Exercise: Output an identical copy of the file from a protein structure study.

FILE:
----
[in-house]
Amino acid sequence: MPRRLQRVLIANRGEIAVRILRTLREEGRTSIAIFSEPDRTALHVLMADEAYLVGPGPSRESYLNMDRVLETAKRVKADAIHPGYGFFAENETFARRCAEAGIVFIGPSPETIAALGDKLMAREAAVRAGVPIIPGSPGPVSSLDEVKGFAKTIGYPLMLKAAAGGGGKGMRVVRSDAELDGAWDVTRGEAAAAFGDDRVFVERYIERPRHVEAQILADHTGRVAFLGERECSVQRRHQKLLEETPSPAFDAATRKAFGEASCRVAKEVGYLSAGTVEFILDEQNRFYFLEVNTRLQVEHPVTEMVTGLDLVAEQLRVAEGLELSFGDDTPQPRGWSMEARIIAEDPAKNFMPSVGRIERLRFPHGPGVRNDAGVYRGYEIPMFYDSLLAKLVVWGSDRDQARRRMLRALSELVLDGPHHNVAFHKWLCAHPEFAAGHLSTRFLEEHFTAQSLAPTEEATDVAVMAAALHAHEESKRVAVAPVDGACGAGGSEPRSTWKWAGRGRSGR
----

[in-house]
Amino acid sequence: MPRRLQRVLIANRGEIAVRILRTLREEGRTSIAIFSEPDRTALHVLMADEAYLVGPGPSRESYLNMDRVLETAKRVKADAIHPGYGFFAENETFARRCAEAGIVFIGPSPETIAALGDKLMAREAAVRAGVPIIPGSPGPVSSLDEVKGFAKTIGYPLMLKAAAGGGGKGMRVVRSDAELDGAWDVTRGEAAAAFGDDRVFVERYIERPRHVEAQILADHTGRVAFLGERECSVQRRHQKLLEETPSPAFDAATRKAFGEASCRVAKEVGYLSAGTVEFILDEQNRFYFLEVNTRLQVEHPVTEMVTGLDLVAEQLRVAEGLELSFGDDTPQPRGWSMEARIIAEDPAKNFMPSVGRIERLRFPHGPGVRNDAGVYRGYEIPMFYDSLLAKLVVWGSDRDQARRRMLRALSELVLDGPHHNVAFHKWLCAHPEFAAGHLSTRFLEEHFTAQSLAPTEEATDVAVMAAALHAHEESKRVAVAPVDGACGAGGSEPRSTWKWAGRGRSGR